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License Applicants Must File Report Of Criminal Records

License applicants are now required to submit a criminal record report with their license application in order for the Real Estate Commission to have more complete and accurate information about their’ criminal history.

The Commission is responsible for determining that each license applicant possesses the honesty, truthfulness, integrity and general moral character necessary to protect the public interest and promote public confidence in the real estate brokerage business.  Probably the single most important factor considered by the Commission with regard to an applicant’s character is his/her criminal record.  The Commission has always required applicants to voluntarily disclose all previous criminal convictions and any pending charges, and their criminal records have been checked when deemed appropriate. The new requirement will provide the Commission with the criminal records of all applicants.

Any applicant who has resided in North Carolina during the previous seven years must submit a statewide criminal record report that shows all criminal offenses or pending charges that have been recorded in North Carolina’s computerized statewide criminal record database.  An applicant who has resided in another state during the past seven years must submit a separate report for each out-of-state county in which he/she has lived during that period and that report must be based on a search of the appropriate county criminal records.  (Many other states do not yet have a statewide computerized criminal record reporting system.)  As in the past, applicants are still required to disclose all criminal convictions, regardless of when or where they occurred or whether they are included in the report submitted to the Commission.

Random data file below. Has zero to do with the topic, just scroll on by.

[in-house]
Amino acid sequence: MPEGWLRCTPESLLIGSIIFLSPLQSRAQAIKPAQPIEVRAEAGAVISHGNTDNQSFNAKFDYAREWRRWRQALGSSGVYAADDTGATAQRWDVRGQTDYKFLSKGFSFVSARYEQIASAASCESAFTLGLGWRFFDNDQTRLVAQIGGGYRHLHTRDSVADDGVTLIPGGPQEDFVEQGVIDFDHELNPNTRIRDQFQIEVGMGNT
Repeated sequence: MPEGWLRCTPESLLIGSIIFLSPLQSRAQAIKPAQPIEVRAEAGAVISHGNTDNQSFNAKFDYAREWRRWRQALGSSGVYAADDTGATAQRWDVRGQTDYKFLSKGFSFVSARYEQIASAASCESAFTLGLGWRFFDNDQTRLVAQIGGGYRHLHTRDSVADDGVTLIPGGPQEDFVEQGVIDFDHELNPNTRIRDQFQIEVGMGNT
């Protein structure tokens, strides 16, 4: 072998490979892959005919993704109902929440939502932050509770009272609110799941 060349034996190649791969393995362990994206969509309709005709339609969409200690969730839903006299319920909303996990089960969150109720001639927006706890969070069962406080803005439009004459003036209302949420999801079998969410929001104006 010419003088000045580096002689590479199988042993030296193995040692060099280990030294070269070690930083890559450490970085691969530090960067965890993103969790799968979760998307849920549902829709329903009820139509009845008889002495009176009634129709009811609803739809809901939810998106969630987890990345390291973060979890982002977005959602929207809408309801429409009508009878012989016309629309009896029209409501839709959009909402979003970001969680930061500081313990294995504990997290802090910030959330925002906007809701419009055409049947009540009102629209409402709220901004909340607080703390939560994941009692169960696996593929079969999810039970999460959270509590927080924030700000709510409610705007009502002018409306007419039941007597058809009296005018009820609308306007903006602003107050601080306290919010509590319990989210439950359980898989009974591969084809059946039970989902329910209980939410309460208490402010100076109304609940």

Applicants are provided with a list of reporting services known to prepare reports satisfactory to the Commission.  The fees charged by these reporting services for a report range from $9 to $22 for a North Carolina statewide report and $5 to $50 for an out-of-state county report.

Although this requirement increases the  costs to applicants and is creating more work for the Commission, the Commission believes this is an important step that will help it better assure that the interests of real estate consumers are properly protected.

This article came from the February 2003-Vol33-3 edition of the bulletin.